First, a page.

This week allowed me to get more familiar with Version Control. No, I didn’t take another git class. I would sooner walk barefoot on an Arizona sidewalk than subject myself to such boring drivel. This lesson was unintentional. I have an upcoming job fair on Thursday so I have been running a fine comb through my portfolio to finalize projects for the big day. Somehow, all my hard work got lost. After shedding some frustrated tears, I remembered that git was there to save the day. I was able to go back in time before everything was destroyed.
It got me thinking: What if there was a such thing for relationships? To be able to reverse mistakes, or circumvent heartache would be a huge leap for mankind. But until then, when your love code is broken, you can only pick up the remaining pieces of yourself and move on.
Without getting too deep into the whole positive-thinking-new-age-movement, I’m reminded that every life event — whether negative or positive — has with it, an opportunity to learn. It’s easy to look on the positives in life as, well, positive. But if you were to examine a situation closely, you may be surprised to find that it is in the negative moments that we experience the most growth. Getting fired from your job allowed you to seek your passion and (potentially) make a living from it. If Jim-Bob hadn’t broke up with you that one summer, you would not have been available to be with your forever-forever when he showed up in the fall. It’s all about perspective. Unfortunately, part of the human condition is that we must learn to live fully despite our negativity bias. That is a fancy psychology term to denote that the psyche of us human-folk is more affected by things of a negative nature than positive. If you aren’t familiar, I would suggest a quick study on the topic as much insight can be gained.
So since I cannot go back in time to fix past commit(ments) I wanted to take some time today to reflect on the loves of my life.
My first love was a summer romance that I desperately wanted to have a longer shelf-life. We met while on summer vacation before my senior year in high school. He was the first to make my heart flutter. The first person I’d felt connected to. But summer love is dubbed got it’s name honestly. The season, and the love made therein only last a little while. I think he may have loved me in the limited way a boy of 19 could. It was just my young heart yearned for attachment. We connected a few times as we grew older. He ended up being slightly bald and overweight, so it wasn’t that bad of a deal in the long run.
The Lesson: long distance & unrequited love suck (and may be the same thing); love transcends distance and truly does make the heart grow fonder. And how to love selflessly, because I loved him despite myself and good common sense.
Fast-forward a few years, while in the service I met my (now ex) husband. We had a flame that burned very hot and burned out with equal intensity. Our love affair took a turn for the worse beyond repair, despite attempts to try again. To be completely honest, we had all the ingredients for a calamity pie: young, inexperienced, and mostly incompatible. I have to take most of the blame, but I did take the brunt end of our un-union. He did give me a few kids, and while I am still piecing myself together ten years later, he is riding around in an ostentatious truck with too many TVs.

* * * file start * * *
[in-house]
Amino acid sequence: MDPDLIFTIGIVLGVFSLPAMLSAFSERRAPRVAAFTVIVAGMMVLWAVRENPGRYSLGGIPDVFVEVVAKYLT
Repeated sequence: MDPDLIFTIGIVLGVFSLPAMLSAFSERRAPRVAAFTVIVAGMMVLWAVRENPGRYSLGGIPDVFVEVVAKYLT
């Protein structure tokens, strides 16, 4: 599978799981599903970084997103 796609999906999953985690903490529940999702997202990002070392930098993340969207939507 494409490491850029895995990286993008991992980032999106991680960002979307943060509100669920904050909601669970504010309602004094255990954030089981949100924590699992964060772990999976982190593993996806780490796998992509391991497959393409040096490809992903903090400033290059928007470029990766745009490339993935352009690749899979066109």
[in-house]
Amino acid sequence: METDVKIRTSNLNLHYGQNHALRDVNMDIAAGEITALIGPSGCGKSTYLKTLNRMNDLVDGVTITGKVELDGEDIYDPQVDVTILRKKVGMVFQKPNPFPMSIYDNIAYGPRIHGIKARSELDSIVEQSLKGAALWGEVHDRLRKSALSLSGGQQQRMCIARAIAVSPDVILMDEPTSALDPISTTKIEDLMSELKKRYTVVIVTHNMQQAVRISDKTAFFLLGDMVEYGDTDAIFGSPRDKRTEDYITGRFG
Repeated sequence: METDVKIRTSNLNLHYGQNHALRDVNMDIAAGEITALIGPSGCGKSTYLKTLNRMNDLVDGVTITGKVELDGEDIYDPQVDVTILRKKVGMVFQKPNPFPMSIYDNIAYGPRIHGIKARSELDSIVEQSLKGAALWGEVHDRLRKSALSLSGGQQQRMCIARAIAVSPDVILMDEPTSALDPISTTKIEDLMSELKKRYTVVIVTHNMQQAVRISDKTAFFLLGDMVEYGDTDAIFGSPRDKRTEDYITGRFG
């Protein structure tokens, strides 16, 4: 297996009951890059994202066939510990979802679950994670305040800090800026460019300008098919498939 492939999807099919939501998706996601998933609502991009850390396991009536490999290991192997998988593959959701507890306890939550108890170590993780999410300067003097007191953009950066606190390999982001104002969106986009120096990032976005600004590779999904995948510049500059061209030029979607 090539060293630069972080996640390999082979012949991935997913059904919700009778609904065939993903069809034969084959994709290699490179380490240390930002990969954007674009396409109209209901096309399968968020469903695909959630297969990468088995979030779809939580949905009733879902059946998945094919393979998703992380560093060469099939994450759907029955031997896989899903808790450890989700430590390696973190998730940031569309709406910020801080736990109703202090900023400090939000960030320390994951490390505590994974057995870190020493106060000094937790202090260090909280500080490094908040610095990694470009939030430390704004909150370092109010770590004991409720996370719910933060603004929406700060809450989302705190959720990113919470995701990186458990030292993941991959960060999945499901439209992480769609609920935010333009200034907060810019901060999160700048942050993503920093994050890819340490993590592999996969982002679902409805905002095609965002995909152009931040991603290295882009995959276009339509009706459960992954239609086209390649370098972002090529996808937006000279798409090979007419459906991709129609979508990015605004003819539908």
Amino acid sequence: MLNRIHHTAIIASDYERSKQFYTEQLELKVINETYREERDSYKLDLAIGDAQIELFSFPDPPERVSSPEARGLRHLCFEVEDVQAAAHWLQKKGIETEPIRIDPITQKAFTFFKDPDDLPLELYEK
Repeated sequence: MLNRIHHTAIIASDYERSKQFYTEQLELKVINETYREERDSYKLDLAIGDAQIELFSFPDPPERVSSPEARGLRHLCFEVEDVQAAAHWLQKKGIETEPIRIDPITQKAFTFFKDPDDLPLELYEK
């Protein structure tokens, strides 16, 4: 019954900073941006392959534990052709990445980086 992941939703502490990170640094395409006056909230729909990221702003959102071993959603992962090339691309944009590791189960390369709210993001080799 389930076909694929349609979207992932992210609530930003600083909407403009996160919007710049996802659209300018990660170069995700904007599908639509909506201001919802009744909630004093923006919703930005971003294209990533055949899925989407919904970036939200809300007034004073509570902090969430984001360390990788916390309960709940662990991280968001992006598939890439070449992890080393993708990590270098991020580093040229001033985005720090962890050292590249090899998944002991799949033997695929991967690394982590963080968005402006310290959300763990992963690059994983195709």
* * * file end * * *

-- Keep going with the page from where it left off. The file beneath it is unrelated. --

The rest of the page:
The lesson: my actions have consequences and in life relying on another for your security is not the best way to trek though life. And finally that love is not about me; it is a selfless act that is much more about the other party. (I should repeat that to never forget).
Love is not about me. Love is not about me. Love is not about me.Love is not about me.Love is not about me.Love is not about me.Love is not about me.
My next-ex we will call “He-Who-Must-Not-Be-Named” for the very utter of his actual name could travel across the country and be heard by his ears; which could result in his convenient Facebook message. To introduce the lesson in this love affair, I have to refer to the aforementioned failed marriage, and a young woman’s propensity for having Daddy-issues. My relationship with “You-Know-Who” was simply a reflection of how I felt about myself. He made me believe that no one would ever want me, or I was not deserving of anything better. He belittled, taunted, reduced me; and said it was all my fault. He was right, though. The Lesson: The people in our lives are a reflection of our own self-beliefs. Through him I saw me for the first time and I did not like her one bit.
This brings me to today. I had to move across the country nearly on foot to leave the old me behind. It’s definitely not all flowers and sunshine. But I think since our friendship precedes and supersedes our relationship, we are much stronger.
I describe him as “A person independent from the good opinion of others”.
It’s a nice way of saying he has zero fucks to give; and I try to cultivate the same attitude for myself. The Lesson: how to operate independent of another’s approval. The true meaning of family, and he’s introduced me to another side of myself. The one that he sees and loves.
There have surely been other loves woven between these points in my life, but I think these are the ones, outside of the familial category, that have played a role in who I am so far. Love is a beautiful thing, even the dark side of it. So while it has it’s ups and downs, damn it if we can exist without it.